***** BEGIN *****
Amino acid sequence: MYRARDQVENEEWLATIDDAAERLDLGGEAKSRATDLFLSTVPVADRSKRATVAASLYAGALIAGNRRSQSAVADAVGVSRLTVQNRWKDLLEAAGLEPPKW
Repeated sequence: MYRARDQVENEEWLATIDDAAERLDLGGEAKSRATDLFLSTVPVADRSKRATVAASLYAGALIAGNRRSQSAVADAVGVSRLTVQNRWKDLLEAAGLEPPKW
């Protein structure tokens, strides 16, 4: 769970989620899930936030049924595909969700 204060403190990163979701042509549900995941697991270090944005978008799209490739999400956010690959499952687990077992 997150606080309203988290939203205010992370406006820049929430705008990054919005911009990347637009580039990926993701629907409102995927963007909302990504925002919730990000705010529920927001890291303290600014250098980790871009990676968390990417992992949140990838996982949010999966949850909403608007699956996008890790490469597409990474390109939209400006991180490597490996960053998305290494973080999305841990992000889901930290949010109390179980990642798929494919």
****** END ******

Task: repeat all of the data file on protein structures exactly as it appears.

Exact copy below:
Amino acid sequence: MYRARDQVENEEWLATIDDAAERLDLGGEAKSRATDLFLSTVPVADRSKRATVAASLYAGALIAGNRRSQSAVADAVGVSRLTVQNRWKDLLEAAGLEPPKW
Repeated sequence: MYRARDQVENEEWLATIDDAAERLDLGGEAKSRATDLFLSTVPVADRSKRATVAASLYAGALIAGNRRSQSAVADAVGVSRLTVQNRWKDLLEAAGLEPPKW
């Protein structure tokens, strides 16, 4: 769970989620899930936030049924595909969700 204060403190990163979701042509549900995941697991270090944005978008799209490739999400956010690959499952687990077992 997150606080309203988290939203205010992370406006820049929430705008990054919005911009990347637009580039990926993701629907409102995927963007909302990504925002919730990000705010529920927001890291303290600014250098980790871009990676968390990417992992949140990838996982949010999966949850909403608007699956996008890790490469597409990474390109939209400006991180490597490996960053998305290494973080999305841990992000889901930290949010109390179980990642798929494919």